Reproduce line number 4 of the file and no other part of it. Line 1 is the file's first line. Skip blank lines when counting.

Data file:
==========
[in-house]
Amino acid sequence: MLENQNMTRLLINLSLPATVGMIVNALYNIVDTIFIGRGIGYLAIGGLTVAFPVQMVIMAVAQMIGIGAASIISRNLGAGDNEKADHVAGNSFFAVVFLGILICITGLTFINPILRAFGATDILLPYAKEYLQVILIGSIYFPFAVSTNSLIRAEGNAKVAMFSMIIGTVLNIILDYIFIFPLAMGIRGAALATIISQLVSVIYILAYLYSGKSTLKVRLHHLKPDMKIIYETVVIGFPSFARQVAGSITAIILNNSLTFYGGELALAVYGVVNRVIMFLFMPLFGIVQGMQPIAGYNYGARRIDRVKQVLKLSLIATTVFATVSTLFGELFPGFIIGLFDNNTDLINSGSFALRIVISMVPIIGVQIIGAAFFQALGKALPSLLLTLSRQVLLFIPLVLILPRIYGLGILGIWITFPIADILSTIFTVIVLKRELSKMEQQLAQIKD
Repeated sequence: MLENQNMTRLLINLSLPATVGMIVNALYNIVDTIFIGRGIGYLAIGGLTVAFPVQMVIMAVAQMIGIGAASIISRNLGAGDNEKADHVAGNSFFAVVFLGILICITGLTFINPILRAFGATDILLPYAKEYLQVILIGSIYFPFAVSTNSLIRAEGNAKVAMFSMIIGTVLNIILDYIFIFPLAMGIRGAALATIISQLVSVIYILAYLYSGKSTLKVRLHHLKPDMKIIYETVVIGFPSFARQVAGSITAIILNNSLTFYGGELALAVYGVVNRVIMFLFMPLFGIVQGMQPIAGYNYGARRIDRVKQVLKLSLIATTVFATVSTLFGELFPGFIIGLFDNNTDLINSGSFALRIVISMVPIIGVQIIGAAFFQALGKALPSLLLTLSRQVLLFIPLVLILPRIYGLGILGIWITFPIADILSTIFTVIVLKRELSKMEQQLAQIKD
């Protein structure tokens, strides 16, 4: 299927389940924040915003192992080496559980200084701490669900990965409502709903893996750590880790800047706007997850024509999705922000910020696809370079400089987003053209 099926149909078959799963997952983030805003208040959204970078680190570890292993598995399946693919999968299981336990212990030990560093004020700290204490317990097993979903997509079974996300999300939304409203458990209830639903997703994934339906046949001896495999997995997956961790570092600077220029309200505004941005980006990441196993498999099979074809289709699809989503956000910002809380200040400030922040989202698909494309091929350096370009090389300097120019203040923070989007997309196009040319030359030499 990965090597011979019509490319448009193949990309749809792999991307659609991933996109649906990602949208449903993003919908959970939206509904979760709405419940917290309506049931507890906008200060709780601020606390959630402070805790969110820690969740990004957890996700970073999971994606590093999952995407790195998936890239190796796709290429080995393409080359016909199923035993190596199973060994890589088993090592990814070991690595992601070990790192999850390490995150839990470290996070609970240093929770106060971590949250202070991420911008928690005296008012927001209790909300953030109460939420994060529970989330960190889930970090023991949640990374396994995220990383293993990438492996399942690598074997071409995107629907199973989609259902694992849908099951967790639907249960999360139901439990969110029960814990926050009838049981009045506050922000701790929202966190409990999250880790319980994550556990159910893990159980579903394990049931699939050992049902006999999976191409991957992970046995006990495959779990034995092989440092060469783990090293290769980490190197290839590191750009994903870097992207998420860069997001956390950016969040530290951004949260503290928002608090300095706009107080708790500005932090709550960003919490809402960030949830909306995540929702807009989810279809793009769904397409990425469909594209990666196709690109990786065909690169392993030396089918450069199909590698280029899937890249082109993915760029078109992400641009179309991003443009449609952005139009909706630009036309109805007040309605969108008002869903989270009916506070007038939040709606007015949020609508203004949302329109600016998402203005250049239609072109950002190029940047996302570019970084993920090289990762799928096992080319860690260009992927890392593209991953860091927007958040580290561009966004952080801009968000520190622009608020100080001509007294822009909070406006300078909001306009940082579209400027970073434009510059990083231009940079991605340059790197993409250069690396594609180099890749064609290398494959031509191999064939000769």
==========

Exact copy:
């Protein structure tokens, strides 16, 4: 299927389940924040915003192992080496559980200084701490669900990965409502709903893996750590880790800047706007997850024509999705922000910020696809370079400089987003053209 099926149909078959799963997952983030805003208040959204970078680190570890292993598995399946693919999968299981336990212990030990560093004020700290204490317990097993979903997509079974996300999300939304409203458990209830639903997703994934339906046949001896495999997995997956961790570092600077220029309200505004941005980006990441196993498999099979074809289709699809989503956000910002809380200040400030922040989202698909494309091929350096370009090389300097120019203040923070989007997309196009040319030359030499 990965090597011979019509490319448009193949990309749809792999991307659609991933996109649906990602949208449903993003919908959970939206509904979760709405419940917290309506049931507890906008200060709780601020606390959630402070805790969110820690969740990004957890996700970073999971994606590093999952995407790195998936890239190796796709290429080995393409080359016909199923035993190596199973060994890589088993090592990814070991690595992601070990790192999850390490995150839990470290996070609970240093929770106060971590949250202070991420911008928690005296008012927001209790909300953030109460939420994060529970989330960190889930970090023991949640990374396994995220990383293993990438492996399942690598074997071409995107629907199973989609259902694992849908099951967790639907249960999360139901439990969110029960814990926050009838049981009045506050922000701790929202966190409990999250880790319980994550556990159910893990159980579903394990049931699939050992049902006999999976191409991957992970046995006990495959779990034995092989440092060469783990090293290769980490190197290839590191750009994903870097992207998420860069997001956390950016969040530290951004949260503290928002608090300095706009107080708790500005932090709550960003919490809402960030949830909306995540929702807009989810279809793009769904397409990425469909594209990666196709690109990786065909690169392993030396089918450069199909590698280029899937890249082109993915760029078109992400641009179309991003443009449609952005139009909706630009036309109805007040309605969108008002869903989270009916506070007038939040709606007015949020609508203004949302329109600016998402203005250049239609072109950002190029940047996302570019970084993920090289990762799928096992080319860690260009992927890392593209991953860091927007958040580290561009966004952080801009968000520190622009608020100080001509007294822009909070406006300078909001306009940082579209400027970073434009510059990083231009940079991605340059790197993409250069690396594609180099890749064609290398494959031509191999064939000769």